Sunday, March 06, 2011

Discovery Forecast: Landing In A Breeze

An early weather forecast for the planned lunchtime landing Wednesday of shuttle Discovery calls for windy conditions at Kennedy Space Center that nonetheless are within limits.

Discovery and its six astronauts are scheduled to make the orbiter's final landing at 11:58 a.m. Wednesday -- 12 days, 19 hours and five minutes after their Feb. 24 launch.

In that case, the shuttle's final flight time tally after 39 missions would be just short of a year -- 364 days, 23 hours and five minutes. A weather wave-off would be required to top the year-in-flight mark. There will be a second opportunity to land at KSC on Wednesday at 1:34 p.m.

An early forecast from the Spaceflight Meteorology Group at NASA's Johnson Space Center in Houston calls for sustained winds of 15 knots from the southeast (120 degrees) with gusts to 21 knots -- breezy conditions. Crosswinds at the runway would range up to 10 knots -- well within the 15 knot limit for daytime landings.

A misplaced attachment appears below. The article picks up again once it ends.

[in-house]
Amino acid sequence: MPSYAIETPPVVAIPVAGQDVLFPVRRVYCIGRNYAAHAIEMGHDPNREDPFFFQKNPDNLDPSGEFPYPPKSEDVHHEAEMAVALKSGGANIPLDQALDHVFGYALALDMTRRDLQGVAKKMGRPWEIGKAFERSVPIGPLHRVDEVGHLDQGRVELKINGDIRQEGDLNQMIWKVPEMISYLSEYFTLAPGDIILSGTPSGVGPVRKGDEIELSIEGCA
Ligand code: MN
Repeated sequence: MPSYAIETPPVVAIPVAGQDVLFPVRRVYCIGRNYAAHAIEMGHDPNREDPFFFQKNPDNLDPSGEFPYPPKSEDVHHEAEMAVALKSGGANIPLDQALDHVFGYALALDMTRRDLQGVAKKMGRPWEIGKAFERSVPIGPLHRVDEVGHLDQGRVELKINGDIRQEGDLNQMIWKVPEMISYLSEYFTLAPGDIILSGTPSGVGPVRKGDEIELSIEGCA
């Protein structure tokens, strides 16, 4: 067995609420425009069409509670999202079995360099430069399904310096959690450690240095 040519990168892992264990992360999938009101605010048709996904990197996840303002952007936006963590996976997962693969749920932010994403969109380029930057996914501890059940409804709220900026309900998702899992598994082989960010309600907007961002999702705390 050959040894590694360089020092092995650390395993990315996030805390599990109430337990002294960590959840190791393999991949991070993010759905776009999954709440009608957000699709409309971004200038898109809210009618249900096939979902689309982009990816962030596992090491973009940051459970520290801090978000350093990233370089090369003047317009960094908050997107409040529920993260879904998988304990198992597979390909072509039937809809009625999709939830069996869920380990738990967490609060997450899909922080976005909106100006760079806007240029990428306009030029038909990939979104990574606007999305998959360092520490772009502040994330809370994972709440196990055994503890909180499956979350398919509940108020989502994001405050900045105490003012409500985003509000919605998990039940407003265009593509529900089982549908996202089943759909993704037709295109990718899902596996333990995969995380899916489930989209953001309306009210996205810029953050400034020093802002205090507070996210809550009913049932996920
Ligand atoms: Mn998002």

Cloud coverage is not expected to be a problem.

The weather forecast for a landing on Thursday calls for a chance that anvil clouds, which form in the upper part of thunderstorms, might be present in the area. That could be a flight rule violation.

Discovery's astronauts and the crew of the International Space Station will gather around 3:30 p.m. today for a final farewell and hatch closure between the linked spacecraft. The shuttle is due to undock at 7 a.m. and then fly a lap around the outpost before heading out on a two-day trip back to Discovery's shuttle homeport.

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